Montana’s RPS includes a provision for community renewable energy projects (CREPs), which are locally owned (at least 50% or more local or utility ownership) renewable projects less than or equal to 25 megawatts installed nameplate capacity. This requirement obligates utilities (competitive electricity suppliers are exempt) to enter into contracts with CREP facilities for the RECs and associated output. For compliance year 2015 and each year thereafter, the CREP requirement is 75 MW for the state of Montana (NorthWestern Energy’s obligation is 65 megawatts and Montana Dakota Utilities is responsible for the rest). The purpose of the CREP requirement is to stimulate economic development within Montana, particularly in rural areas. However, the success of this provision has been relatively limited thus far. Since the CREP provision went into effect in 2012, NorthWestern Energy has been granted waivers for each compliance year from the Montana Public Service Commission (PSC).
Washington adopted the Energy Independence Act by way of ballot initiative 937 in 2006, which included a renewable energy standard. Washington’s target for renewable resources is 15 percent by 2020 (and each year thereafter) for its utilities serving 25,000 customers or more (this equates to roughly 84% of the state’s sales). Eligible renewable resources can be located anywhere within the Pacific Northwest region or delivered to Washington from outside the region on a real-time basis. For example, PacifiCorp’s wind projects in Wyoming are eligible to meet RPS compliance in Washington. Washington’s banking rules allow for a REC to be used within the year it was generated, or one year prior or subsequent. Washington allows for two multipliers in its standard; for eligible distributed generation projects less than five megawatts, the RECs generated can be multiplied by two and if union-apprenticed labor is used in the development of an eligible renewable project, the RECs generated can be multiplied by 1.2. Failure to comply with the RPS in Washington triggers an administrative penalty ($50 per megawatt hour starting in 2006, adjusted for inflation each year).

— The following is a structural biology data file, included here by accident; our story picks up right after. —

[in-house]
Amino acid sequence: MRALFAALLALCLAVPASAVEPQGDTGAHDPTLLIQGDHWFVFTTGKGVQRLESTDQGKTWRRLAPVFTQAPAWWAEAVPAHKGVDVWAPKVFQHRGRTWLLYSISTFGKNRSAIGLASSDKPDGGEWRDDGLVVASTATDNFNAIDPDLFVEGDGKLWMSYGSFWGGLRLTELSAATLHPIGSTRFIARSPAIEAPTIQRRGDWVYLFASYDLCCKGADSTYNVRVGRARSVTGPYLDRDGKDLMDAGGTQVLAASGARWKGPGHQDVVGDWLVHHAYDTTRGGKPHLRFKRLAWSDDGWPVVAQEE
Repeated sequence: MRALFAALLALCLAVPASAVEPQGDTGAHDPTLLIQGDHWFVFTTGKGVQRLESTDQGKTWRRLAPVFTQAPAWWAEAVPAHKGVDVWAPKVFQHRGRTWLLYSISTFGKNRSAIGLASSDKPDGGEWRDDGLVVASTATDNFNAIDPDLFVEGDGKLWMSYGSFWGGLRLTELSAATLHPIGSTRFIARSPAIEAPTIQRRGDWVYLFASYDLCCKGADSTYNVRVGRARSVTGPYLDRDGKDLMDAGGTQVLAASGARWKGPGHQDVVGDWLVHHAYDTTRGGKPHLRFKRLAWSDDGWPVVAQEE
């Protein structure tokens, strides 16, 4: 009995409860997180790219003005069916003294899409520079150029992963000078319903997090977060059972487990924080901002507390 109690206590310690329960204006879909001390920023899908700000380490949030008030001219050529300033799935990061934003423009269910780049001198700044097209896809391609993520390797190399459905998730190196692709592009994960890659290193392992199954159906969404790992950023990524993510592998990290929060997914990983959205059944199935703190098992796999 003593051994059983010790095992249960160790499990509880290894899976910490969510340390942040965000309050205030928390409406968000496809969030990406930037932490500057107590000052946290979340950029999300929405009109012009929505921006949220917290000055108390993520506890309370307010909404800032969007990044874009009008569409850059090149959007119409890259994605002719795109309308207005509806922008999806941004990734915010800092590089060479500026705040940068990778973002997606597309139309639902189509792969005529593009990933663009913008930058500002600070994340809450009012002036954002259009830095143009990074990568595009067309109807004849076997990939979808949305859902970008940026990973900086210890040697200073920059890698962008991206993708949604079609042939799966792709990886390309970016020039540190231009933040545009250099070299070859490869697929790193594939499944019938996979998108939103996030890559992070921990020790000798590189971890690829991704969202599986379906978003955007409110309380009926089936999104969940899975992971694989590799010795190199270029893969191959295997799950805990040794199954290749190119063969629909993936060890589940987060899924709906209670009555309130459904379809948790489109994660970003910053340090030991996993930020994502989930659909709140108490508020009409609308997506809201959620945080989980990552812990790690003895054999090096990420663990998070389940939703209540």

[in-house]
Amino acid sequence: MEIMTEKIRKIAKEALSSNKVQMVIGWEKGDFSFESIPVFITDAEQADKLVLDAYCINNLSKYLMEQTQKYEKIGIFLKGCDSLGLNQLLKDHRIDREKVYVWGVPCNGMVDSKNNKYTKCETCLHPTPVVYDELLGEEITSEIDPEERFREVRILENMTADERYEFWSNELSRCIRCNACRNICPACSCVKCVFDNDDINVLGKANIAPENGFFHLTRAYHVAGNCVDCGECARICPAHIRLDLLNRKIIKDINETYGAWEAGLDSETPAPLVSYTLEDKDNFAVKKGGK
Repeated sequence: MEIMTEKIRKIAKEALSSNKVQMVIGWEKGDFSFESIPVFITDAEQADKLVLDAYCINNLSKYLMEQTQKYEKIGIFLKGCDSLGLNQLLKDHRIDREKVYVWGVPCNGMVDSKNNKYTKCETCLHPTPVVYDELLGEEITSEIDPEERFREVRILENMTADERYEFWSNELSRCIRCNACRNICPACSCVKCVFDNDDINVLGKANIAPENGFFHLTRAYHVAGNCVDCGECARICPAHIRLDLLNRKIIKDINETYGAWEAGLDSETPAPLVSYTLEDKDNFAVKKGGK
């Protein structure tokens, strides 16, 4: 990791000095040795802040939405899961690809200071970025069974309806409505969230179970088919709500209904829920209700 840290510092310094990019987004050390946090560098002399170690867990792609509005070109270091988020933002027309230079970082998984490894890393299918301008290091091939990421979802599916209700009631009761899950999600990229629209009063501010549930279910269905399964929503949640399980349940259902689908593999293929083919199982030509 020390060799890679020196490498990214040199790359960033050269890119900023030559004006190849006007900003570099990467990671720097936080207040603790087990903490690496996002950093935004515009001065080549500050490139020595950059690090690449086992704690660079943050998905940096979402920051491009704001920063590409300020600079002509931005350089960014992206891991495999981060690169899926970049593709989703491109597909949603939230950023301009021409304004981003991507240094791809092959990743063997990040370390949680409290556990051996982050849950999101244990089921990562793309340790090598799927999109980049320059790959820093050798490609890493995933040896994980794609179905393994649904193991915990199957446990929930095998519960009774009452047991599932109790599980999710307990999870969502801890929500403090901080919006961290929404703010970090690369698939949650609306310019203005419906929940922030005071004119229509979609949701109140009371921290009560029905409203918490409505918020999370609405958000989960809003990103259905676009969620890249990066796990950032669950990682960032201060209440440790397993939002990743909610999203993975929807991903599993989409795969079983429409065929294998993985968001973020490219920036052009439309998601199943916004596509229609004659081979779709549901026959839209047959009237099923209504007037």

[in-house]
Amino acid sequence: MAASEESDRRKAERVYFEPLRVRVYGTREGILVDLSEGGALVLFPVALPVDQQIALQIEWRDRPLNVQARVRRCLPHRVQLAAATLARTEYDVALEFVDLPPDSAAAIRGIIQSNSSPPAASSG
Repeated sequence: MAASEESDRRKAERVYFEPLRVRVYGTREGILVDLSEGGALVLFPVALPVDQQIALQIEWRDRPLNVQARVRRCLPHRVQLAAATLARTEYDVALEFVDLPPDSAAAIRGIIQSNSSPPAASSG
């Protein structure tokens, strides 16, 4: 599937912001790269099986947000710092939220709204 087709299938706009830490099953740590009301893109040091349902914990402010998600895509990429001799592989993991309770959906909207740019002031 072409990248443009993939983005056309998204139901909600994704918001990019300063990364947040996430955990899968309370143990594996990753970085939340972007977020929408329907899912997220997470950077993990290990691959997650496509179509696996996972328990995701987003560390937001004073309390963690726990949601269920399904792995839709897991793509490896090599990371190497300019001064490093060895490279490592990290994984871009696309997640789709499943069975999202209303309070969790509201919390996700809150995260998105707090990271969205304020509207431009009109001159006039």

In addition to meeting the RPS by generating or procuring RECs, Washington has two alternative means of compliance through cost caps. A utility may comply with the annual target if the incremental cost of acquiring a renewable resource or REC exceeds 4 percent of its retail revenue requirement. Alternatively, if a utility experiences zero or negative load growth, it is not required to spend more than 1 percent of its retail revenue requirement on RECs to comply with the target.
In May 2019, Washington Governor Jay Inslee signed the Clean Energy Transformation Act (CETA), which upholds the renewable portfolio standard and strengthens it with additional clean electricity targets. See clean policies section.